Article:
My studio based photography is only possible because I work with skilled operators behind and in-front of the camera. This is especially important if it's a fashion shoot, and even a personal project. Obviously, one of the most important creatives in the photoshoot is the model.
Many people think the most important attribute of successful model are looks and body-type / dimensions. Yes, those are important, but it's expected a model has those just to get into the door. What's often more important is the ability to POSE & EMOTE.
Unless you are brand new it's expected that you have solid posing skills and can give the photographer or creative director the look they need.
I've said this before, I can direct you, but I shouldn't have to. I've talked to several photographers that simply won't direct a model. They figure that's the model's job. It's kind of like asking the model to tell the photographer how to operate his or her camera. Even an inexperienced photographer is expected to bring the basic skills to a shoot. This is ESPECIALLY true if you are getting paid. A model should NEVER expect to be paid unless he or she has solid posing skills.
And by posing I'm not simply talking about hands on hip with a smile on your face. I'm talking about
- Knowing how your posing interacts with different types and location of lights. As an example if the key light is 45 degrees to the right of the model and the photographer wants your face fully lit, don't put your right arm in-front of your face. You'll cast a shadow across your face.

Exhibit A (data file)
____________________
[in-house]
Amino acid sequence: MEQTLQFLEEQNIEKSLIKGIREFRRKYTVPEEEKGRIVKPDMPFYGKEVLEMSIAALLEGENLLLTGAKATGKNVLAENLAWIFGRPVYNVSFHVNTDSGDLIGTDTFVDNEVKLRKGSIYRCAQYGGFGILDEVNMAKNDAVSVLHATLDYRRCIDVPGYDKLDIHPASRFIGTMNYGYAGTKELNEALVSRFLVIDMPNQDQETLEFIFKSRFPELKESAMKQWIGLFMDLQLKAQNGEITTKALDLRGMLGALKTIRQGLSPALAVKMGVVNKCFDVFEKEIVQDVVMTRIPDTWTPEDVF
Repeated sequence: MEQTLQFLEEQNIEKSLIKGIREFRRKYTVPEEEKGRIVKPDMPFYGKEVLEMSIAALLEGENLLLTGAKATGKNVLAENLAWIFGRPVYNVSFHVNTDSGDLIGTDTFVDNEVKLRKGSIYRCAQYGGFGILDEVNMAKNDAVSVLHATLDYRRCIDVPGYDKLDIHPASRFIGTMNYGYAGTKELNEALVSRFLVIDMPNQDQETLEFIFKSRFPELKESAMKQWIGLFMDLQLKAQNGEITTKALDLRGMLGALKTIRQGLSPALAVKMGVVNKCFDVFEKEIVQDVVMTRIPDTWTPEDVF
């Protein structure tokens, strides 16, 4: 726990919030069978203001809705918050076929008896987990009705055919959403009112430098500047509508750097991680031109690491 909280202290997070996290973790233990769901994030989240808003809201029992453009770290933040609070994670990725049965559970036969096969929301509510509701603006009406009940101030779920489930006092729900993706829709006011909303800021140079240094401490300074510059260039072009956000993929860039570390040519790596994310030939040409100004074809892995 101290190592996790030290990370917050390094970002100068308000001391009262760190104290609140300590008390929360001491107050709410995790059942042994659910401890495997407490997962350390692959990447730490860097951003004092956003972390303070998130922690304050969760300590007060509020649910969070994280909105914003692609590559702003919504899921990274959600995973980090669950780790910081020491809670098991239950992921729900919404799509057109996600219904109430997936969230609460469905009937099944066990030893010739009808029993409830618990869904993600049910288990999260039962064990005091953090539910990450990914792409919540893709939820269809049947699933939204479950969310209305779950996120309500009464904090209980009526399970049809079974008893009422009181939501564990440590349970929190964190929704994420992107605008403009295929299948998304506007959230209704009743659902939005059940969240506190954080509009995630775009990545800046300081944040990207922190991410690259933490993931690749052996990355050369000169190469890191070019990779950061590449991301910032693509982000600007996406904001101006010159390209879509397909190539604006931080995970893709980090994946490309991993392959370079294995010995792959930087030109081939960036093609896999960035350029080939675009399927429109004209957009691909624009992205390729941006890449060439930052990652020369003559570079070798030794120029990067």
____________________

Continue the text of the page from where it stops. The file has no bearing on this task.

- Know how to emote. Lots of people know how to pout or smile, but you need to have a range of expressions based on the mood board. Open mouth, closed mouth, smirk, smile, broad smile, passion, serious....you need to be able to give it all to a photographer.
- Play with & move your hair. Hold it, put your fingers through your hair, cover an eye, pull it straight out, flip it, mess it up. You've got it, use it.
- Move all of your body, not just one part. Your head, your shoulders, your arms, your chest, your waist, your legs. They should all be moving.
- Understand if a photographer wants you to hold poses or move constantly.
- Often a photographer has metered his lights to a specific spot or area (especially in studio ). Learn to move and pose within that area. This includes moving up and down.
- Yes, move up and down. Bend over, lean forward, sit down, etc., etc.
- Kick you legs out, stride, hop (watch out with heals), spread your legs, cross your legs, bend your knees, etc.
You get the idea. There are tons of learning aids to practice your skills. Some are:
- Online videos.
- Look at photos in a fashion magazine - practice the poses in-front of a mirror.
- Do a cellphone video of yourself posing. Study it.
- Hire or ask a photographer to photograph you practicing. Bring pictures, try new things, look at the images and try it again.
- Get a mentor / muse to work with. Use a friend, you DON'T need to pay for a posing coach.
- Ask a photographer you trust to allow you to come in near the end of a shoot and practice for 30 minutes or so. For someone like me, that's easy because I'm already in the studio so everything is set up (just don't expect to get process images back....that's not the purpose)
- Visit a model shoot and watch an experienced model work. This is also pretty easy to arrange.
Bottomline, if you expect to be a skilled model you need to have the looks, have the body type required for the shoot, have a personality, have business skills AND the ability to pose.